Tuesday, June 12, 2012

Material Components and Radiocarbon Dating

The Spawn of Endra takes a lunchbreak:

There are lots of rules or subsystems or optional McDealios in D&D that might make the game more realistic or increase verisimilitude. Many of those seem kind of cool to me at first glance and then they seem irritating. Many of the mechanics in 1e AD&D fit that bill, which is why I really am a B/X/LL fan at heart. I've noticed that the ones that really get me nowadays are ones where I have some real life experience with the situations they try to account for. So mechanics like "How much damage does a party take in 100 degree F weather?", "Or with no water?" or foraging rules that only include hunting and not gathering plant foods ... or how long does it take to clear a ruin in a jungle ... fuck it. Doing fieldwork I live that shit, and introducing it to the game world in any detail causes me physical and psychic pain.

Material components for spells also sort of irk me, and part of that may be because in my labwork deailing with radiocarbon dating I also have material component requirements. So why do I need that in my game? You see, we use materials of known age as standards when we process charcoal, bone, shells, whatever, so you can account for the 14C background, and to see how well your processing methods work. There's like a sort of alchemists/wizard's council that runs periodic lab intercomparisons and vets data (the IntCal working group). They control the selection and distribution of some of the materials we all use as standards. Actually there's probably some Druids on the council since several of the wood standards (TIRI-B, FIRI-D, FIRI-F) are shavings of a ~5000 BP Irish oak. The super old wood you need to check the background (called a 'blank', colloquially) is >70ka old and comes from a buried log jam on the Olympic Peninsula in WA. All of these come from finite actual pieces of fossil wood, so getting your tiny little vial of it can be difficult. Folks don't want to share.

For bone it's even worse, since most bones are smaller than trees, so sharing this stuff among 10 or 20 labs is less realistic. So for these I've spent a lot of time trying to find good material of different ages, begging for the buried permafrost whale bone to use as a background, trading it for 2000 BP bison tibia I have, exchanging a bit of AD 1880 cow bone from a privy for a Middle Holocene fur seal femur. We have a cabinet full small bits of this stuff that we have to have to run radiocarbon dates. This, plus a bunch of other less unique stuff like silver wire, copper oxide powder, clear fused quartz tubes, acids, bases, hyper-purified water are all the material components of radiocarbon dating. And getting it all and keeping up the networks with other labs so we always have what we need is a sort of constant underlying concern in my work. So the idea of maintaining a supply of bat guano in-game so I can cast fireball is just a bit too close to my real life to be fun.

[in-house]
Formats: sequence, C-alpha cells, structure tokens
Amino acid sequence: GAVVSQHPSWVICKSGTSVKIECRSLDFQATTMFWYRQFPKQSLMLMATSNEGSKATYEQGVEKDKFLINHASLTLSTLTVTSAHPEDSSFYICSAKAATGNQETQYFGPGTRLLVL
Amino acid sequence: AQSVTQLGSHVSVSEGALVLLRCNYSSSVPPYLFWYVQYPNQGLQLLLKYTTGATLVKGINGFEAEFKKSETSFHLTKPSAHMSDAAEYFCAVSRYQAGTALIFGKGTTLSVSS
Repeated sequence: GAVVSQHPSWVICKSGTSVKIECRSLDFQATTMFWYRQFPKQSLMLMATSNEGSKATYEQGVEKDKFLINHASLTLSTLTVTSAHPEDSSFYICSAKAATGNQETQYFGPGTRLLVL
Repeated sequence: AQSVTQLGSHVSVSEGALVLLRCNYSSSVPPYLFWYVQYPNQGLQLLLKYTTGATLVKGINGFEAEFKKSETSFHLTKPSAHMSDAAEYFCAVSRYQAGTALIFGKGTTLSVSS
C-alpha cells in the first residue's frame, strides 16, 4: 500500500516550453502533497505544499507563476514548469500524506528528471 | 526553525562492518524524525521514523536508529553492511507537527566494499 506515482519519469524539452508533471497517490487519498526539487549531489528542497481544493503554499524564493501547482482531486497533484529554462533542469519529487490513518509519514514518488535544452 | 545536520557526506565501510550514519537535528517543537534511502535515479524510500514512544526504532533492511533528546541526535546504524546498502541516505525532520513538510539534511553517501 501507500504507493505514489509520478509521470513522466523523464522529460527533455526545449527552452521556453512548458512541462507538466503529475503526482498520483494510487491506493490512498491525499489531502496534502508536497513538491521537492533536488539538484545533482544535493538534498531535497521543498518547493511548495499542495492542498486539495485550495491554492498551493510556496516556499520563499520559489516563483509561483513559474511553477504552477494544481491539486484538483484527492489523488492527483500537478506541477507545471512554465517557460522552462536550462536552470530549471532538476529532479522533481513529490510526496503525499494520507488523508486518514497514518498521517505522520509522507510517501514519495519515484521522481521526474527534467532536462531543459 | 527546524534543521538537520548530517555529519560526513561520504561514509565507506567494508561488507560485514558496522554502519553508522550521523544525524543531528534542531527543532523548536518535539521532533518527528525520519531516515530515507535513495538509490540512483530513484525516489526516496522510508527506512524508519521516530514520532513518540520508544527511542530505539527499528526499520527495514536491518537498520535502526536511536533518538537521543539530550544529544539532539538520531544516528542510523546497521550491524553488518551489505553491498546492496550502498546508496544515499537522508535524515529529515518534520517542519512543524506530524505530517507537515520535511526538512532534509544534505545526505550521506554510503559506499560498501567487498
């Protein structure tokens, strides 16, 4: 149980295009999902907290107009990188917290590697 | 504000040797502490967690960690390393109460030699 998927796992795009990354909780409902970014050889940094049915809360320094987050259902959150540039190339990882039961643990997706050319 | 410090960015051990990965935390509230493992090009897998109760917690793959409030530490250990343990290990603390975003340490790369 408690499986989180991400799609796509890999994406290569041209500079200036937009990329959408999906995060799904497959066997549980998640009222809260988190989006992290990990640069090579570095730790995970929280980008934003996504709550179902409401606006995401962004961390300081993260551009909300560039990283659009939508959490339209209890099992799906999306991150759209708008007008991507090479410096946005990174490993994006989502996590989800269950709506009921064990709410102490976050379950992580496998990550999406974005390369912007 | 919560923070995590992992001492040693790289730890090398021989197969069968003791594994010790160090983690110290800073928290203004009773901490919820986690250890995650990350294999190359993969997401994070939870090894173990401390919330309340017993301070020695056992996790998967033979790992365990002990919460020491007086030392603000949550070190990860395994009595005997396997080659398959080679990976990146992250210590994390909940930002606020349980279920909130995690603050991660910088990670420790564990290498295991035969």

On the other hand, when we hear someone is going up into the arctic we put in requests for chunks of old wood and mammoth toes, so I can see the possibility of lots of cool hooks for adventures. Maybe I'll ponder that some more.


  1. I love the concept of spell components but in D&D as written they mostly seem to be limiters on magic casting; if you want to cast this spell, you must first invest X amount of GP in the component cost (or quest to find the components, which seems cool but hardly ever seems to happen).

    In other words, the components don't do anything cool and all they do is suck from the perspective of a caster.

    I have actually spent a lot of time tinkering around with different component based magic systems and I use a lot of this in my 4e game. Components become fun when they have magical properties in and of themselves. I like to use them like a combination of a spell scroll/potion (the component can be consumed, either ingested or consumed by magic in casting, to cause a certain effect) and a spell building block (combining different components to create new effects).

    I usually just detail the primary effect/use of the component and then adjudicate on the fly when players start combining components. It is amazing how much more engaged with their environments players become when they realize that plants and animal organs might very well be magical items...

    Of course, 4e has abandoned Vancian Fire and Forget style magic, so it fits much better with a component based system of magic. But I am sure you could incorporate similar ideas into traditional D&D style casting. The easiest way would probably be to make components an optional part of the spell, but one that increases the potency of the spell if used. If you actually have some red dragon scale or whatever and use it when you are casting Fireball, maybe it does 1 more damage per die. That way components actually do something cool, they don't interfere or limit casting, and you might actually see casters motivated to quest for specific components!